The Kentucky House of Representatives Thursday passed a bill that attempts to save slot-like machines at Kentucky racetracks, which the Kentucky Supreme Court recently ruled were illegal.
Senate Bill 120 creates a legal definition for parimutuel wagering — which is one of the few forms of gambling allowed in Kentucky’s constitution — to include historical horse racing machines, a slot-like game that bases winnings on the results of previously run horse races.
In the aftermath of the Supreme Court ruling, top legislative leaders launched a push to pass a bill that would legalize the machines, setting up a political battle of will between the socially conservative Republicans in the General Assembly who oppose gambling and the Chamber of Commerce Republicans spurred on by the powerful horse racing industry.
With at least one gambling facility forced to close because of the ruling — Red Mile in Lexington — the supporters of the bill painted it as a necessary bill to save jobs and help maintain an flow of money that has propped up Kentucky’s horse racing industry in recent years.
“This bill today is about jobs,” said Rep. Matthew Koch, R-Paris. “I cannot imagine a more dangerous time to cripple this industry. I cannot imagine sitting here today and voting to put more families on unemployment.”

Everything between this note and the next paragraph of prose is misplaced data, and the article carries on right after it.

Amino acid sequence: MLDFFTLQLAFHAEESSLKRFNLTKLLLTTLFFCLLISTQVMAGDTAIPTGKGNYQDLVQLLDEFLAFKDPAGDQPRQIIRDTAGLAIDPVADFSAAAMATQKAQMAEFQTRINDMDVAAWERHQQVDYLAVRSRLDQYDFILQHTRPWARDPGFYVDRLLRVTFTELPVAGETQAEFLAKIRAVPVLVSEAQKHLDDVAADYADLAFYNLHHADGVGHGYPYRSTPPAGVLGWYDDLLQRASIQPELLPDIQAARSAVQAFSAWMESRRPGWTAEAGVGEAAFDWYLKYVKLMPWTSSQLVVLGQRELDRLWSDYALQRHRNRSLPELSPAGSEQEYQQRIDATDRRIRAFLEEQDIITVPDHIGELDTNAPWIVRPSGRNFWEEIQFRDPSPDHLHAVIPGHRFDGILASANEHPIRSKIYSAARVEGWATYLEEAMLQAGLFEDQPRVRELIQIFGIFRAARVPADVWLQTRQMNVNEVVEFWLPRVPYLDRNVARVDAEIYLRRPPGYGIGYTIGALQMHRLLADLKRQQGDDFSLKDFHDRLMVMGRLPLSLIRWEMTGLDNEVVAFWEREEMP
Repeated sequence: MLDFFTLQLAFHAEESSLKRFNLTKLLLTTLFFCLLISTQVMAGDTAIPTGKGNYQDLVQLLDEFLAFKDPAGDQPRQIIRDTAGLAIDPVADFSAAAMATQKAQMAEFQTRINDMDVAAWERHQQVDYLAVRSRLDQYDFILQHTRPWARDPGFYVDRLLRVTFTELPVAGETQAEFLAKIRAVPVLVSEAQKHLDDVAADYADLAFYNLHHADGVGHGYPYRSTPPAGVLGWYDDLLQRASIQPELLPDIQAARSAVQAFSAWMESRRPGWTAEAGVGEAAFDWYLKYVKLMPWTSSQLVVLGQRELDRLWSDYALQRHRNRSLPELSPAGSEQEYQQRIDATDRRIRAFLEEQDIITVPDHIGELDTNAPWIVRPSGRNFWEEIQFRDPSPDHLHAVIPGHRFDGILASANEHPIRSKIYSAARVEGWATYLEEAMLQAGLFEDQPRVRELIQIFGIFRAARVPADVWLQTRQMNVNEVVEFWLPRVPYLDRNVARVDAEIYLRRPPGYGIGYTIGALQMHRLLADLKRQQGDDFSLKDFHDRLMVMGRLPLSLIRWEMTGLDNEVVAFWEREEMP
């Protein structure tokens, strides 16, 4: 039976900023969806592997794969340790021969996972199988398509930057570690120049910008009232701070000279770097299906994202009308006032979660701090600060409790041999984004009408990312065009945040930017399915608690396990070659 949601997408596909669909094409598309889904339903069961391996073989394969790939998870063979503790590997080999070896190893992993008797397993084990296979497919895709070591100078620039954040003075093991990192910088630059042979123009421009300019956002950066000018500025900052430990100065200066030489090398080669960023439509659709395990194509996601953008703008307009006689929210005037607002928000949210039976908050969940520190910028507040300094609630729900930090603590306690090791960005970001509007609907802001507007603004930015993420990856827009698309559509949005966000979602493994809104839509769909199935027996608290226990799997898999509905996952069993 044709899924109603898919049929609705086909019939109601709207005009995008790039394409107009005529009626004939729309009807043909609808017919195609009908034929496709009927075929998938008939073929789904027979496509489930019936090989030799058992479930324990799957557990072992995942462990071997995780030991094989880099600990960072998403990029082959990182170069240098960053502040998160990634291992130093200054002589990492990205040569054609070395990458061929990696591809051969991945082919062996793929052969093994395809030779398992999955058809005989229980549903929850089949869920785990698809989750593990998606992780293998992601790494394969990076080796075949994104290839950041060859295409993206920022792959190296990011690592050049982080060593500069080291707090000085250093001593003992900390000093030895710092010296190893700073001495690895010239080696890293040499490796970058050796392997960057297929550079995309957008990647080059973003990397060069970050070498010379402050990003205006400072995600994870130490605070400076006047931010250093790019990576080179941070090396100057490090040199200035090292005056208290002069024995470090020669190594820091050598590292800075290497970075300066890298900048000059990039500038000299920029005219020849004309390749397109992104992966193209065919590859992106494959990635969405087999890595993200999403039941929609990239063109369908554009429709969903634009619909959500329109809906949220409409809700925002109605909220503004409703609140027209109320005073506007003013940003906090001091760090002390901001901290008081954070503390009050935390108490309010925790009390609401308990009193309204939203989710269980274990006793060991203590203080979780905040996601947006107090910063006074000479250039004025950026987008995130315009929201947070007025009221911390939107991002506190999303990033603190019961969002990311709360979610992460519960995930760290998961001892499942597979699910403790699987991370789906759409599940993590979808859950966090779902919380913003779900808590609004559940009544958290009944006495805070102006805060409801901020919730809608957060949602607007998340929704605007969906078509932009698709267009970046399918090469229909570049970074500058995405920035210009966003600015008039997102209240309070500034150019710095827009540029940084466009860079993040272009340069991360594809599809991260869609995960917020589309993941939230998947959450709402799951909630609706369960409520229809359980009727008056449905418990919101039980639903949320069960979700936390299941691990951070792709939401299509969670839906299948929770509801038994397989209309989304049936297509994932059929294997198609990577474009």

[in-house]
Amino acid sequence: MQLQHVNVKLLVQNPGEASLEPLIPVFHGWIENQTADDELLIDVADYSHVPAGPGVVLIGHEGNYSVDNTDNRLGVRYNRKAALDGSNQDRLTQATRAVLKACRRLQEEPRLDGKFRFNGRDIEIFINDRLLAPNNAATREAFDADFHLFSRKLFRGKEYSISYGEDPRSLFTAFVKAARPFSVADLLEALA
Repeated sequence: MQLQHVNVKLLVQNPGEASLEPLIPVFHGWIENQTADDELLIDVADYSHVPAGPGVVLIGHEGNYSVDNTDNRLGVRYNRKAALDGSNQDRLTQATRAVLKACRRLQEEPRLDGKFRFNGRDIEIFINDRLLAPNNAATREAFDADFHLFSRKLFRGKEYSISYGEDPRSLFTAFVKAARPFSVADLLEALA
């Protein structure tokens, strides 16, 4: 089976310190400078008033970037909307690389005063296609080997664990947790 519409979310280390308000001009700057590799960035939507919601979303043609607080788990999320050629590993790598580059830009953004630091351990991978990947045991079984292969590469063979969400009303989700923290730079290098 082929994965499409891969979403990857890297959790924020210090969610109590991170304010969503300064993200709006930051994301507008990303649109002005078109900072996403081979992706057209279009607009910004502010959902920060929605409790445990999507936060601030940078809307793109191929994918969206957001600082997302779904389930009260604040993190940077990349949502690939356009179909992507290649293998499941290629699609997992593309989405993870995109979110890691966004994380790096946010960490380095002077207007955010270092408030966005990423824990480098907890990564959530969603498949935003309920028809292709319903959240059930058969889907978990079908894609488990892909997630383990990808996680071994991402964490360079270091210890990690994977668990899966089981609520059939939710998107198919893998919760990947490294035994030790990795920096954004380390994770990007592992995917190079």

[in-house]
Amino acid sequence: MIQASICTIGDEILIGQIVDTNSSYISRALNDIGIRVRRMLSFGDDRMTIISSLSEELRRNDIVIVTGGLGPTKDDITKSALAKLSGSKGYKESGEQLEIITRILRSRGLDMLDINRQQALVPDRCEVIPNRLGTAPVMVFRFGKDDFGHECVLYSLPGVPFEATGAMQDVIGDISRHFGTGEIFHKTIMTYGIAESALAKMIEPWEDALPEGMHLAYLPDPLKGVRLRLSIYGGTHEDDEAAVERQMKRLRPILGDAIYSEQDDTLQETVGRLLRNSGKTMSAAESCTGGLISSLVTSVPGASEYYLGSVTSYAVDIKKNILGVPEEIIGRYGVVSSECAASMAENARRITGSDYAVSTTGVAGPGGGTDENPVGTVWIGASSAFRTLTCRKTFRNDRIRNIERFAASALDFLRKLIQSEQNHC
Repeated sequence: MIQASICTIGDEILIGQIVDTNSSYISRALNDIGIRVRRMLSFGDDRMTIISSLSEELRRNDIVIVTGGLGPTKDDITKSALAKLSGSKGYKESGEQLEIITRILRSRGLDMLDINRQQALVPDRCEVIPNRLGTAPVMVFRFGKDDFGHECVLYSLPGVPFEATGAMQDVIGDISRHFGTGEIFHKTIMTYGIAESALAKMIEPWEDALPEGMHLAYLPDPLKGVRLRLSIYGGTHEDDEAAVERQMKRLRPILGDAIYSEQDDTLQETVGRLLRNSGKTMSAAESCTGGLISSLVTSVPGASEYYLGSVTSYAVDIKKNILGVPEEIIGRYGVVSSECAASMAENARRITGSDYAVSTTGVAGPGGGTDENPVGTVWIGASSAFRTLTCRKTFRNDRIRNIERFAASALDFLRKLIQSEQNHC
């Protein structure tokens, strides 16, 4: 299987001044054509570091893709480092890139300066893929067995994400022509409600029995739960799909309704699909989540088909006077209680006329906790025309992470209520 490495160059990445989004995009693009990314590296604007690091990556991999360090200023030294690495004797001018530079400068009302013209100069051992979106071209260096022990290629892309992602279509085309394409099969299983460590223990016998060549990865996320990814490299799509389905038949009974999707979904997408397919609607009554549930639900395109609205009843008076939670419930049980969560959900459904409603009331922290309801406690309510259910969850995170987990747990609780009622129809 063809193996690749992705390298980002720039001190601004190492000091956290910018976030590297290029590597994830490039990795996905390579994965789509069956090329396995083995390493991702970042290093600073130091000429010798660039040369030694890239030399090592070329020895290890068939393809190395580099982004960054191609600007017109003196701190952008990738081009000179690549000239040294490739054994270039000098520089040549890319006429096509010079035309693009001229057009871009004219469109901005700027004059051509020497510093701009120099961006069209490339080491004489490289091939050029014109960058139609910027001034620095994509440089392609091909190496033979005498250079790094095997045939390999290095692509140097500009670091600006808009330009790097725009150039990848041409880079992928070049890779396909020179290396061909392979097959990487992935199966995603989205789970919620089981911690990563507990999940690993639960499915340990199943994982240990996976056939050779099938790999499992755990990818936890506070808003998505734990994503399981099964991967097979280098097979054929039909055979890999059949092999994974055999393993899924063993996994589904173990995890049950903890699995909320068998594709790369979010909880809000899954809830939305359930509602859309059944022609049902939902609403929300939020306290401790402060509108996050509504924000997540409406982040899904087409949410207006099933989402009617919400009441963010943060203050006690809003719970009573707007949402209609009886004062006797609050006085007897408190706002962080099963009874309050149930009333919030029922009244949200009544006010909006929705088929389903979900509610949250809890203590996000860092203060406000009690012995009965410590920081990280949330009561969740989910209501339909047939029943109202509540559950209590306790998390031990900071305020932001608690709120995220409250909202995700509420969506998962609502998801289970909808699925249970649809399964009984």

For years, social conservatives have been able to effectively block bills that would expand gambling in Kentucky. With a new make-up in the House of Representatives and on an issue presented as preserving the status quo rather than expanding gambling options — and support from some Democrats — the bill had enough votes to pass.
Still, those members fought on, mirroring the effort from the conservative activists at the Family Foundation, which defeated the horse racing industry in court.
Rep. David Hale, R-Wellington, who is still recovering from lingering effects of COVID-19, said he had to have someone drive him to Frankfort so he could speak against the bill. In a passionate floor speech, he described the bill as the horse racing industry “begging and pleading” for a bailout from the legislature.
“I don’t think it is about their jobs, I think it is about greed,” Hale said. “I think it’s about greed for a greedy industry and a greedy corporation.”
Many members of the General Assembly have pushed for increasing the taxes on the games, seeing as they have generated about $700 million for the tracks since 2011 and more than $60 million for the state’s General Fund, according to the Kentucky Horse Racing Commission. But an effort to do so failed Thursday.